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Copy of Of Mice and Men-Loneliness
Transcript of Copy of Of Mice and Men-Loneliness
Of Mice and Men
But how does Steinbeck express loneliness in his book?
Loneliness is a basic part of human life.
The setting Steinbeck creates represents the time of the 1929 "Wall Street Crash". Many men had to look around for work and left countries very lonely
Steinbeck creates a lonely and blue atmosphere at many times in the book.The way Steinbeck uses symbolism in his writing makes it clear that all the men on the ranch are lonely, with particular people lonelier than others.
"A path beaten by hard boys coming down from the ranches to swim in the deep pool, and beaten hard by tramps who come wearily down from the highway in the evening to jungle-up near water"
"a path beaten by hard boys coming down from the ranches to swim in the deep pool, and beaten hard by tramps who come wearily down from the highway in the evening to jungle-up near water"
"an ash-pile made by many fires"
Many men come and go
Many men have to go through the miserable and lonely life
Two migrant workers that have been on and off ranches trying to find work in a time where there was very scarce chances of opportunity
"Over each bunk there was nailed an apple box with the opening forward so that it made two shelves for personal belongings of the occupant of the bunk"
"Some People think being alone makes you lonely, I think that being surrounded by the wrong people is the loneliest thing in the world"
"Listen nigger, you know what I can do to you if you open your trap? Well you keep your place then nigger. I could get you strung up on a tree so fast it ain't even funny"
"Seems like they ain't none of them cares how i gotta live"
Heavily Made Up Face
"Curley's wife", In the novel Steinbeck chooses not to introduce a name for her, this indicates that she is simply an "object" and "possession" of Curley and nothing more. In the novel we only see Curley's wife through the eys of the men on the ranch and through the entire course of the novel she is only referred to as "Curley's wife". She is also mentioned as "girl" in the first time we are introduced to her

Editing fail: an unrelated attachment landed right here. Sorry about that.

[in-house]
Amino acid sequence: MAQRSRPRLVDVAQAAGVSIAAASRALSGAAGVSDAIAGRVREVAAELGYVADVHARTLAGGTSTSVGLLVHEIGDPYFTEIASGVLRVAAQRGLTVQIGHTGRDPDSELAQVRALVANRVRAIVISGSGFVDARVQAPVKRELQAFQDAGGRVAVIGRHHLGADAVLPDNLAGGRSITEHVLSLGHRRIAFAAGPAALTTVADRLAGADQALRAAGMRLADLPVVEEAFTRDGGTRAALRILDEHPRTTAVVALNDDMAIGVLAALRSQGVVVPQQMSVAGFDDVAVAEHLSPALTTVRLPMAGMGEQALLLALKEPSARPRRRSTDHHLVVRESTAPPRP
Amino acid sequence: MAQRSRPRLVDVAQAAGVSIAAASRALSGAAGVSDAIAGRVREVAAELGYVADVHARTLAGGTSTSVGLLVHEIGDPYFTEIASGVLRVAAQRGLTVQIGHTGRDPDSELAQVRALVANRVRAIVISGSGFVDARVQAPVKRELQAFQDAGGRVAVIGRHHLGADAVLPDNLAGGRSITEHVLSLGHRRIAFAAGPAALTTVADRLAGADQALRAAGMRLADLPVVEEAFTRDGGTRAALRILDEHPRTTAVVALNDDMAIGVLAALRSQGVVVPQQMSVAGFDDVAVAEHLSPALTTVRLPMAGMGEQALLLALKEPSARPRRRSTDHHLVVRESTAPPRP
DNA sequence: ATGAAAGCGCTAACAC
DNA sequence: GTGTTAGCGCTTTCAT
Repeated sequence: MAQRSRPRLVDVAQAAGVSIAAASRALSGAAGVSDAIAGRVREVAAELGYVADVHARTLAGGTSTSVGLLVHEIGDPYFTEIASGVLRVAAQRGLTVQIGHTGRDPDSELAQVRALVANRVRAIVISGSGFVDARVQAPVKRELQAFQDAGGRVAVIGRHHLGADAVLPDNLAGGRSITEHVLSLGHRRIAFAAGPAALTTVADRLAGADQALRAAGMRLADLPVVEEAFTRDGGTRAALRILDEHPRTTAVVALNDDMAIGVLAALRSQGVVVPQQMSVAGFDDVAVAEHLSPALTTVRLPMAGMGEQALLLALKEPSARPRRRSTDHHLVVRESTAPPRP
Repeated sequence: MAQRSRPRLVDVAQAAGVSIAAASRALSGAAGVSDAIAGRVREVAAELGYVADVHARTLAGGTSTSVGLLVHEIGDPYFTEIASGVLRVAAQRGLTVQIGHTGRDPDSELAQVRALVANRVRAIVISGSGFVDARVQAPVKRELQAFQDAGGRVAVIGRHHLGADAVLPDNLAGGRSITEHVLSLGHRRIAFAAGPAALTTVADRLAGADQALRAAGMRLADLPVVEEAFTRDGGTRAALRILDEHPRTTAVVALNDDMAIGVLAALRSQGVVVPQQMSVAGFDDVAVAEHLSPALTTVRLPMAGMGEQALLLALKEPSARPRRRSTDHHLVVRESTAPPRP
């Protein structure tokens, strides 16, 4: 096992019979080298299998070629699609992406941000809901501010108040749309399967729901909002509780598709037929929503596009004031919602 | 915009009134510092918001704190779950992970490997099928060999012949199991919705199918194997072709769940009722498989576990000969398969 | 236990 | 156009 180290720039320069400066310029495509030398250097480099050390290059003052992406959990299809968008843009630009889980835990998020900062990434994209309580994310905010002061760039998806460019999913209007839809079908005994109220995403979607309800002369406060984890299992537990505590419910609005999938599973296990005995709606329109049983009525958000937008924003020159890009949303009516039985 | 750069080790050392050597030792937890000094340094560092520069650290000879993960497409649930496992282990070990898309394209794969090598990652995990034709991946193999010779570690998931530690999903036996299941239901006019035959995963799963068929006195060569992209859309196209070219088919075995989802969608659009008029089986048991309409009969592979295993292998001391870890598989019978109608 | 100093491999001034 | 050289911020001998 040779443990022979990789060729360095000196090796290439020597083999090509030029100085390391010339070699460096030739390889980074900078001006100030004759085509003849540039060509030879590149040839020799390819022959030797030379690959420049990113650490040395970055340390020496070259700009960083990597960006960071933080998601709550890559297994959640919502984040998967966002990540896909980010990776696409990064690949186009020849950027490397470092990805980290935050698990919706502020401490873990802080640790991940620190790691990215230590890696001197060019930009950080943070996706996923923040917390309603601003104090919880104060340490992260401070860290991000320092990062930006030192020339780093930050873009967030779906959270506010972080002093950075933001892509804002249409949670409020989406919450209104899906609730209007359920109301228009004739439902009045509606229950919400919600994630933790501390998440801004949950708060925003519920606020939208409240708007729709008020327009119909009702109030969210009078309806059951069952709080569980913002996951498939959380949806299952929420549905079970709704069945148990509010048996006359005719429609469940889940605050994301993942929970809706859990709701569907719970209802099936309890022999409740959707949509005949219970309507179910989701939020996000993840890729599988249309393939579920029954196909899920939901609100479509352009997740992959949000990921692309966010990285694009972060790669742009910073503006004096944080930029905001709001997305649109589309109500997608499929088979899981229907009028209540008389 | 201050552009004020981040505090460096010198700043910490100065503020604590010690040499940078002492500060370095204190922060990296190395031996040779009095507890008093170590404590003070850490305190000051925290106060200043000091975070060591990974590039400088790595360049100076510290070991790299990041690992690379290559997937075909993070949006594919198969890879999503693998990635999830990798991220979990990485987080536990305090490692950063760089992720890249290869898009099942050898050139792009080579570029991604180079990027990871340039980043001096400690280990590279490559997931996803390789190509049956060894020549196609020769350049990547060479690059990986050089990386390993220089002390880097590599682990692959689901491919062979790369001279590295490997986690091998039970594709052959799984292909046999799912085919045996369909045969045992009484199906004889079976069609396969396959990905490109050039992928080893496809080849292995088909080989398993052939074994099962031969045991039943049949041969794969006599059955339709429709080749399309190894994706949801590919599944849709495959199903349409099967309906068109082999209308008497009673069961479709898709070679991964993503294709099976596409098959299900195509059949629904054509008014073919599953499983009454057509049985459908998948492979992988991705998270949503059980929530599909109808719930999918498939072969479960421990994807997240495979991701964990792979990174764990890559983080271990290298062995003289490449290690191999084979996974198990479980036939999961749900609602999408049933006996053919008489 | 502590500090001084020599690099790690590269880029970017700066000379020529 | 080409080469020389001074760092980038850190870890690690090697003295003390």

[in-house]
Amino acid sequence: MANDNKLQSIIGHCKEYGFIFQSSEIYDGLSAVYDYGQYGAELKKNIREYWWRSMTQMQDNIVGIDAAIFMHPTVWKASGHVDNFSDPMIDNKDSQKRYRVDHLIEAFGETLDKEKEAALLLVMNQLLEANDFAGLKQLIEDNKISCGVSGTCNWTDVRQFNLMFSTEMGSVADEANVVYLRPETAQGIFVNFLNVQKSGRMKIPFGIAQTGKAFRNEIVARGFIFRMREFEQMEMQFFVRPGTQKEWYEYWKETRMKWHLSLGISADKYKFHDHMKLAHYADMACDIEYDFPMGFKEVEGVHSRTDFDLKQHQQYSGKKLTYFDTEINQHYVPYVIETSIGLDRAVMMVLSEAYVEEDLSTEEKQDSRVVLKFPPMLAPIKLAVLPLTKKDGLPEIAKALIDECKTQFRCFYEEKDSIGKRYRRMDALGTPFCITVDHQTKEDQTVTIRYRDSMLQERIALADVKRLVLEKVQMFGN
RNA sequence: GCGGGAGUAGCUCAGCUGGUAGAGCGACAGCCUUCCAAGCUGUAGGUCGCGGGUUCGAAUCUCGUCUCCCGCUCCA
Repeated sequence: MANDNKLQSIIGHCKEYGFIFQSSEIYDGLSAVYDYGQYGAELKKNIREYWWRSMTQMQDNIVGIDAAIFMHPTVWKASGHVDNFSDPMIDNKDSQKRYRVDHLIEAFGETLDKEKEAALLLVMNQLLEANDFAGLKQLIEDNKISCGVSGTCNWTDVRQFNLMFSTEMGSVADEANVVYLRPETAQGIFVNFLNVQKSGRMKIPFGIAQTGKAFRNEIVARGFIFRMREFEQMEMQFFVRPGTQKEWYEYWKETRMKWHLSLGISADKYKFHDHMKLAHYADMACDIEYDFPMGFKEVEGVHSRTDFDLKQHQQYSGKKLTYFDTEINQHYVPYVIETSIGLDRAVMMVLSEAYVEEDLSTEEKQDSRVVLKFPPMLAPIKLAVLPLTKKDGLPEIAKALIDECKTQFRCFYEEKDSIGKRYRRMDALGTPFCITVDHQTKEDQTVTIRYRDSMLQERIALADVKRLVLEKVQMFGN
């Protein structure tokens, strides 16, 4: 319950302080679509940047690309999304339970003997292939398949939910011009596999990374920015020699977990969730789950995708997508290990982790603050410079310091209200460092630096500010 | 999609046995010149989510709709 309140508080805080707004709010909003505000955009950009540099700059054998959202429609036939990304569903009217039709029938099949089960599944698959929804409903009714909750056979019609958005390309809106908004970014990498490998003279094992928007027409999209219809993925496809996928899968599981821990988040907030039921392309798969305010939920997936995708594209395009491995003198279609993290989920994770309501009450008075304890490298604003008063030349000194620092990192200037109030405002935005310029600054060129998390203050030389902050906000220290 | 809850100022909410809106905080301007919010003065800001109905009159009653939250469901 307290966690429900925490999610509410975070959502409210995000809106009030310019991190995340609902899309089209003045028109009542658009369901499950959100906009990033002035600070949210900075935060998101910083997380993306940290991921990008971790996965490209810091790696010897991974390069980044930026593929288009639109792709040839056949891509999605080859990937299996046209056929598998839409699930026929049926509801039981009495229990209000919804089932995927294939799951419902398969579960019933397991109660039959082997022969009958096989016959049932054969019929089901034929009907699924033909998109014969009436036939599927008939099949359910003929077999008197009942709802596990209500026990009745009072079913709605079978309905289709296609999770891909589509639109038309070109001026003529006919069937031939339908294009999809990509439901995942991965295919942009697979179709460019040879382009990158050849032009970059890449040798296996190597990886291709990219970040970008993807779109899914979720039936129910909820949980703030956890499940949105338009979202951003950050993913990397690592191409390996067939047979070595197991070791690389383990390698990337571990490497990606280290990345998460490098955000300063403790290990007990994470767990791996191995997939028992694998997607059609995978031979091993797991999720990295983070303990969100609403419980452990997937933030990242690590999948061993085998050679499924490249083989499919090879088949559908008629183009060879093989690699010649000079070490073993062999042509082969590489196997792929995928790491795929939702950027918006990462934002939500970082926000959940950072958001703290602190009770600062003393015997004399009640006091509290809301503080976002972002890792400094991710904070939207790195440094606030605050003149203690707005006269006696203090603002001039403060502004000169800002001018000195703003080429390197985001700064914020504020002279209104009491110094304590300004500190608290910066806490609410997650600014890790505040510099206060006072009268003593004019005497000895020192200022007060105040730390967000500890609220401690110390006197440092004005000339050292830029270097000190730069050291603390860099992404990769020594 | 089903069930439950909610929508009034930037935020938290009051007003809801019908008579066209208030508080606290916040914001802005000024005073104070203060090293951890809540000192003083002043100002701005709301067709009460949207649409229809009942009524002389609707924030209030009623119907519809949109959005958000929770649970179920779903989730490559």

Towards the end of the novel both of the characters die with what they enjoy most, and have so longed for. Curley's wife dies knowing that someone has eventually listened to her and gave her the attention she cries for so deeply, and Lennie dies with the thought of his own American Dream in his mind
Loneliness has made Crook's a very bitter and isolated individual. He had been segregated for his race
"Maybe you can see now. You got George. You know he's goin' to come back. S'pose you didn't have nobody. S'pose you couldn't go into the bunk house and play rummy `cuase you was black...A guy needs somebody--to be near him"
Left out of nearly all conversation
Left with no one to talk to
This results in a growing loneliness
"Come on in and set a while...'Long as you won't get out and leave me alone, you might as well set down." Crooks has been lonely for so long that he expects people not to talk to him.
Who are migrant workers?
Who are migrant workers?
In Relation to "Of Mice and Men"
George and Lennie
-Feels responsible for each other
George and Lennie
-Feel responsible for others
-Put each other first
Typical Migrant Workers
-Only responsible for themselves
-Don’t understand friendship
-Use all money on personal wants
-Everything done for personal gain
After the Wall Street crash in 1929 many Americans lost their jobs and were thrown into depression. As a result to the scarcity of job vacancies, many Americans were forced to travel vast distances to find work. These migrant workers generally travelled south-west, which was the area in America that was least affected by the crash. They usually found work at ranches, where they bucked barley most of the day.
John Steinbeck makes good use the migrant workers to bring out the theme of loneliness in his novel “Of Mice and Men”. By doing so, Steinbeck also draws emphasis to the difference in character of George and Lennie in relation to the other, typical migrant workers.
Throughout the story the ranch has played a big role in symbolizing loneliness in all the characters
At multiple times in the book, characters have created conversation with one another but most of the time, the people in the conversation hardly even knows each other
This shows that all the workers here are lonely and are in need for someone that will listen to their story
"Well, I ain't told this to nobody before. Maybe I ought'n to. I don't like Curley. He ain't a nice fella" then Lennie says,"Maybe if I took this pup out and throwed him away George wouldn't never know. An' then I could tend the rabbits without no trouble"